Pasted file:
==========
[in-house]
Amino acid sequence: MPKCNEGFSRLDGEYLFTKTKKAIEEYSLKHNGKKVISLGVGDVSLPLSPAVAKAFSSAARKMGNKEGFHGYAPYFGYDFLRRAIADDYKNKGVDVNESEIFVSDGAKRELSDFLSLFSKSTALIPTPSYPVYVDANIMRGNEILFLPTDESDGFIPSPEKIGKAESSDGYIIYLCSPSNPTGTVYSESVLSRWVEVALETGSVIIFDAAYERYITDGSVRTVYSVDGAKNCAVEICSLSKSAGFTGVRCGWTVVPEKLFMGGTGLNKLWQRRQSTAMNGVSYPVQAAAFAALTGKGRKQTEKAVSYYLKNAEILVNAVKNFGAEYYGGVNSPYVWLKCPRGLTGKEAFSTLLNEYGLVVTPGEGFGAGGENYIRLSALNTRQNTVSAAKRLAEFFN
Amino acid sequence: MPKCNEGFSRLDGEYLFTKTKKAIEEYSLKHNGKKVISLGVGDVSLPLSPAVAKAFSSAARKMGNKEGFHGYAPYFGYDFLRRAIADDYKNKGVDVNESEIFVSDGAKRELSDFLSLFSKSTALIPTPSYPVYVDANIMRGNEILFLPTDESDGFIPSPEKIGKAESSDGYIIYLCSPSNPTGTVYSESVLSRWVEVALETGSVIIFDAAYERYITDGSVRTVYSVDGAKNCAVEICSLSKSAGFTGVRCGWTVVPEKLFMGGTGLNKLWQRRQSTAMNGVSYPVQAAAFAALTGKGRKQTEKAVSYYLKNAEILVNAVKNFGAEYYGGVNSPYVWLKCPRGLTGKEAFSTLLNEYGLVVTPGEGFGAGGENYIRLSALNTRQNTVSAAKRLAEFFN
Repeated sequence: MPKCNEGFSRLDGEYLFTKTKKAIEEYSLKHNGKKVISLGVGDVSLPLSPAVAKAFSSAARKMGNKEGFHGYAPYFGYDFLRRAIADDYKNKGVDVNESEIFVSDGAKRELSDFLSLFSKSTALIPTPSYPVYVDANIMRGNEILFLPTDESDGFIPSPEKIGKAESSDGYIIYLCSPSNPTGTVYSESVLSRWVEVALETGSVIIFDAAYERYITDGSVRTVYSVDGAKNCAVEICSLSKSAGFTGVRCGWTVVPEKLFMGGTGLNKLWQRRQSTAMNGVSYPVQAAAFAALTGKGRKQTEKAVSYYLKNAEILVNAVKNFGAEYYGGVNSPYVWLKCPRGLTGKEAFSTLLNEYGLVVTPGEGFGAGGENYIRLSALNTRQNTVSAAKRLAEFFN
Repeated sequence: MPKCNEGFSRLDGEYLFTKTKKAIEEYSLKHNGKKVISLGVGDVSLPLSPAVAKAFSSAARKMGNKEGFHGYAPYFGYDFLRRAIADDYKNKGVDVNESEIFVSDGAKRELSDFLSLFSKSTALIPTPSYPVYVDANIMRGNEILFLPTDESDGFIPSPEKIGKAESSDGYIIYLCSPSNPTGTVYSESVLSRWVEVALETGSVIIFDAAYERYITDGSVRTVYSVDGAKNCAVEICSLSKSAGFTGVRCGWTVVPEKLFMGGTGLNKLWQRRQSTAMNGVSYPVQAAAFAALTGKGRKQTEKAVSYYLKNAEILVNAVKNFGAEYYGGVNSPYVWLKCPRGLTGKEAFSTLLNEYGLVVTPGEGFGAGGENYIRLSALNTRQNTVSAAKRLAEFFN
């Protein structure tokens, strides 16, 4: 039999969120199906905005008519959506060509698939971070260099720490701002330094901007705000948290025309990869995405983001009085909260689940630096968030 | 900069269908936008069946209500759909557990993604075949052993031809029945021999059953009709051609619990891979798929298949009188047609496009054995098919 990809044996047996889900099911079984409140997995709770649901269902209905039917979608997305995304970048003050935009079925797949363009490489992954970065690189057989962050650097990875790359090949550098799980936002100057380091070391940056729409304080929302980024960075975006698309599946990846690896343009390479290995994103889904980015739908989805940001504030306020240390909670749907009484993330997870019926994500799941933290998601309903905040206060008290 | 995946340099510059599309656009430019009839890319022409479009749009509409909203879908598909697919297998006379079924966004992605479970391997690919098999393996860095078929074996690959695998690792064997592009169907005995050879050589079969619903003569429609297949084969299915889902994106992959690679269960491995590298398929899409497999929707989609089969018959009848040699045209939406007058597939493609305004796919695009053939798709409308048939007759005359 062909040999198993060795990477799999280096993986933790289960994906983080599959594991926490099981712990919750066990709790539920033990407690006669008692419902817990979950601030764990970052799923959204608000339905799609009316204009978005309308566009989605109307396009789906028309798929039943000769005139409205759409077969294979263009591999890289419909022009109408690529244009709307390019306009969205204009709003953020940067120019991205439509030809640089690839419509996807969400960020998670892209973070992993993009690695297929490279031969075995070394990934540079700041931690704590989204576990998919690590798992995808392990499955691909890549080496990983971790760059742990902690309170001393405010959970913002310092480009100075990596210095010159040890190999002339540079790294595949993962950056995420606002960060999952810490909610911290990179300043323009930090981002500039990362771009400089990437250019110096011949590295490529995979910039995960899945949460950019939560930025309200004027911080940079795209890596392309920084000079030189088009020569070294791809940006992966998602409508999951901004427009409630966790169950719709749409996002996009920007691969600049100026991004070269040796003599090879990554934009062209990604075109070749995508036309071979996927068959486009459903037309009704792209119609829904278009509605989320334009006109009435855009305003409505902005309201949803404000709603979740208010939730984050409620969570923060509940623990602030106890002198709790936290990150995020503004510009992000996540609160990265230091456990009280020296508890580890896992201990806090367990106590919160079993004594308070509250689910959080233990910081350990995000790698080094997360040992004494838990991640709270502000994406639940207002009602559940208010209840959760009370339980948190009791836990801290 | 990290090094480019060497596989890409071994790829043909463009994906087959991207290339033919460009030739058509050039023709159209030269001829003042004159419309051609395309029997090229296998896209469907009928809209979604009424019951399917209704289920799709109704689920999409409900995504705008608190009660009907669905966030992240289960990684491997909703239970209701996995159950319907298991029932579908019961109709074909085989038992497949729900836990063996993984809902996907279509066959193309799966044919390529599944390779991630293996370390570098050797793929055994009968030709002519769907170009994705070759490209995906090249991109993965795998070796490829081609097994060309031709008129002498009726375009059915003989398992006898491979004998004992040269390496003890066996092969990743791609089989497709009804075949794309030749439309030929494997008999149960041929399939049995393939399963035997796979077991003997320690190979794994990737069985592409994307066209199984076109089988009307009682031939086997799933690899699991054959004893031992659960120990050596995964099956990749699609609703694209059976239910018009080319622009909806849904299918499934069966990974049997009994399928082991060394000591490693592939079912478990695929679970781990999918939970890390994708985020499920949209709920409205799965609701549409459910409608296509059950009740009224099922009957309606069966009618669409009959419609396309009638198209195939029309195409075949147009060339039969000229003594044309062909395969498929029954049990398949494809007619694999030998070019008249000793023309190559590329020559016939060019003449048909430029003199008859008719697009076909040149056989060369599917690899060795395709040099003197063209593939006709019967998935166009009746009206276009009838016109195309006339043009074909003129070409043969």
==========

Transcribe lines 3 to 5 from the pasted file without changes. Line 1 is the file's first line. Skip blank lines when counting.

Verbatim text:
Amino acid sequence: MPKCNEGFSRLDGEYLFTKTKKAIEEYSLKHNGKKVISLGVGDVSLPLSPAVAKAFSSAARKMGNKEGFHGYAPYFGYDFLRRAIADDYKNKGVDVNESEIFVSDGAKRELSDFLSLFSKSTALIPTPSYPVYVDANIMRGNEILFLPTDESDGFIPSPEKIGKAESSDGYIIYLCSPSNPTGTVYSESVLSRWVEVALETGSVIIFDAAYERYITDGSVRTVYSVDGAKNCAVEICSLSKSAGFTGVRCGWTVVPEKLFMGGTGLNKLWQRRQSTAMNGVSYPVQAAAFAALTGKGRKQTEKAVSYYLKNAEILVNAVKNFGAEYYGGVNSPYVWLKCPRGLTGKEAFSTLLNEYGLVVTPGEGFGAGGENYIRLSALNTRQNTVSAAKRLAEFFN
Repeated sequence: MPKCNEGFSRLDGEYLFTKTKKAIEEYSLKHNGKKVISLGVGDVSLPLSPAVAKAFSSAARKMGNKEGFHGYAPYFGYDFLRRAIADDYKNKGVDVNESEIFVSDGAKRELSDFLSLFSKSTALIPTPSYPVYVDANIMRGNEILFLPTDESDGFIPSPEKIGKAESSDGYIIYLCSPSNPTGTVYSESVLSRWVEVALETGSVIIFDAAYERYITDGSVRTVYSVDGAKNCAVEICSLSKSAGFTGVRCGWTVVPEKLFMGGTGLNKLWQRRQSTAMNGVSYPVQAAAFAALTGKGRKQTEKAVSYYLKNAEILVNAVKNFGAEYYGGVNSPYVWLKCPRGLTGKEAFSTLLNEYGLVVTPGEGFGAGGENYIRLSALNTRQNTVSAAKRLAEFFN
Repeated sequence: MPKCNEGFSRLDGEYLFTKTKKAIEEYSLKHNGKKVISLGVGDVSLPLSPAVAKAFSSAARKMGNKEGFHGYAPYFGYDFLRRAIADDYKNKGVDVNESEIFVSDGAKRELSDFLSLFSKSTALIPTPSYPVYVDANIMRGNEILFLPTDESDGFIPSPEKIGKAESSDGYIIYLCSPSNPTGTVYSESVLSRWVEVALETGSVIIFDAAYERYITDGSVRTVYSVDGAKNCAVEICSLSKSAGFTGVRCGWTVVPEKLFMGGTGLNKLWQRRQSTAMNGVSYPVQAAAFAALTGKGRKQTEKAVSYYLKNAEILVNAVKNFGAEYYGGVNSPYVWLKCPRGLTGKEAFSTLLNEYGLVVTPGEGFGAGGENYIRLSALNTRQNTVSAAKRLAEFFN